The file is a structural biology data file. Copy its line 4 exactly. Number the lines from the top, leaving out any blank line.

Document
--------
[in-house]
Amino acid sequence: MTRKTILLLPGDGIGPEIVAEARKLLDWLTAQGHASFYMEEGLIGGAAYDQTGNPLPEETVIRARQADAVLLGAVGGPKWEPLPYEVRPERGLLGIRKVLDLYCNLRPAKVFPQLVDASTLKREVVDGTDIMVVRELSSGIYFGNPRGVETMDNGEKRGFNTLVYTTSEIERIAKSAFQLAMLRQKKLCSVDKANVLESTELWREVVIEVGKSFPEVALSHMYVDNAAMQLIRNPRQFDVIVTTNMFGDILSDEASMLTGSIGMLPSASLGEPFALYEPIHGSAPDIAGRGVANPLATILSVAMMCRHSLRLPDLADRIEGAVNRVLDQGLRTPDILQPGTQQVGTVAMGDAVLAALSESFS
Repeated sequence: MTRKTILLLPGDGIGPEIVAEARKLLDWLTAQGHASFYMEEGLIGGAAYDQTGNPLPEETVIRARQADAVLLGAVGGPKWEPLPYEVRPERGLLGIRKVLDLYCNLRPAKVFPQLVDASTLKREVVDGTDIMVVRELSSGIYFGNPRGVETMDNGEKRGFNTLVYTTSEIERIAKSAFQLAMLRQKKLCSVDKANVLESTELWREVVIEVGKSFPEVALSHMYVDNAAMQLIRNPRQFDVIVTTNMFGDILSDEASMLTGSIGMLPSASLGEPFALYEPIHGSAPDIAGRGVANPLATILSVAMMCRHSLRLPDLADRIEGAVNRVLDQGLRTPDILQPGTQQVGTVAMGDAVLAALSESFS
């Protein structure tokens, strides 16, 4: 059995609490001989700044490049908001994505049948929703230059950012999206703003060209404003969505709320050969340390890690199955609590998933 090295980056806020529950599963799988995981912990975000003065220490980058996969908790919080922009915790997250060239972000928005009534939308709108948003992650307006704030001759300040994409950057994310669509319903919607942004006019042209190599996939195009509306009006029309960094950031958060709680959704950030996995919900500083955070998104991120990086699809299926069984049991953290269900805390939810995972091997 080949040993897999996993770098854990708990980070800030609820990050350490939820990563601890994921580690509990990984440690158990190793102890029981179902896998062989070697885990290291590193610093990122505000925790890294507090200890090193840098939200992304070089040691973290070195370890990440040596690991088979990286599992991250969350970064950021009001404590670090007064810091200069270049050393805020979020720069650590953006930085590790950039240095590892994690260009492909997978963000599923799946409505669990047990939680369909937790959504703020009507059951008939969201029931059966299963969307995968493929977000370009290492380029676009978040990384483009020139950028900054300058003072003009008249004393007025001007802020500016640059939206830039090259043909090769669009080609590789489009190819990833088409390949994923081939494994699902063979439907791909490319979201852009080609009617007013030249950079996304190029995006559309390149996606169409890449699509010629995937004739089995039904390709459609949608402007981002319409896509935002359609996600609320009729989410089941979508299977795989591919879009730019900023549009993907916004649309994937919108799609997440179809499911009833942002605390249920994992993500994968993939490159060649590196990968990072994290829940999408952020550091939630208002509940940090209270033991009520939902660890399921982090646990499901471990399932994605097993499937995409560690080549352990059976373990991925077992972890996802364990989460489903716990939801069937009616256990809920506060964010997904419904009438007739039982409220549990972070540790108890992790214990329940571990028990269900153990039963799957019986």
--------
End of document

């Protein structure tokens, strides 16, 4: 059995609490001989700044490049908001994505049948929703230059950012999206703003060209404003969505709320050969340390890690199955609590998933 090295980056806020529950599963799988995981912990975000003065220490980058996969908790919080922009915790997250060239972000928005009534939308709108948003992650307006704030001759300040994409950057994310669509319903919607942004006019042209190599996939195009509306009006029309960094950031958060709680959704950030996995919900500083955070998104991120990086699809299926069984049991953290269900805390939810995972091997 080949040993897999996993770098854990708990980070800030609820990050350490939820990563601890994921580690509990990984440690158990190793102890029981179902896998062989070697885990290291590193610093990122505000925790890294507090200890090193840098939200992304070089040691973290070195370890990440040596690991088979990286599992991250969350970064950021009001404590670090007064810091200069270049050393805020979020720069650590953006930085590790950039240095590892994690260009492909997978963000599923799946409505669990047990939680369909937790959504703020009507059951008939969201029931059966299963969307995968493929977000370009290492380029676009978040990384483009020139950028900054300058003072003009008249004393007025001007802020500016640059939206830039090259043909090769669009080609590789489009190819990833088409390949994923081939494994699902063979439907791909490319979201852009080609009617007013030249950079996304190029995006559309390149996606169409890449699509010629995937004739089995039904390709459609949608402007981002319409896509935002359609996600609320009729989410089941979508299977795989591919879009730019900023549009993907916004649309994937919108799609997440179809499911009833942002605390249920994992993500994968993939490159060649590196990968990072994290829940999408952020550091939630208002509940940090209270033991009520939902660890399921982090646990499901471990399932994605097993499937995409560690080549352990059976373990991925077992972890996802364990989460489903716990939801069937009616256990809920506060964010997904419904009438007739039982409220549990972070540790108890992790214990329940571990028990269900153990039963799957019986």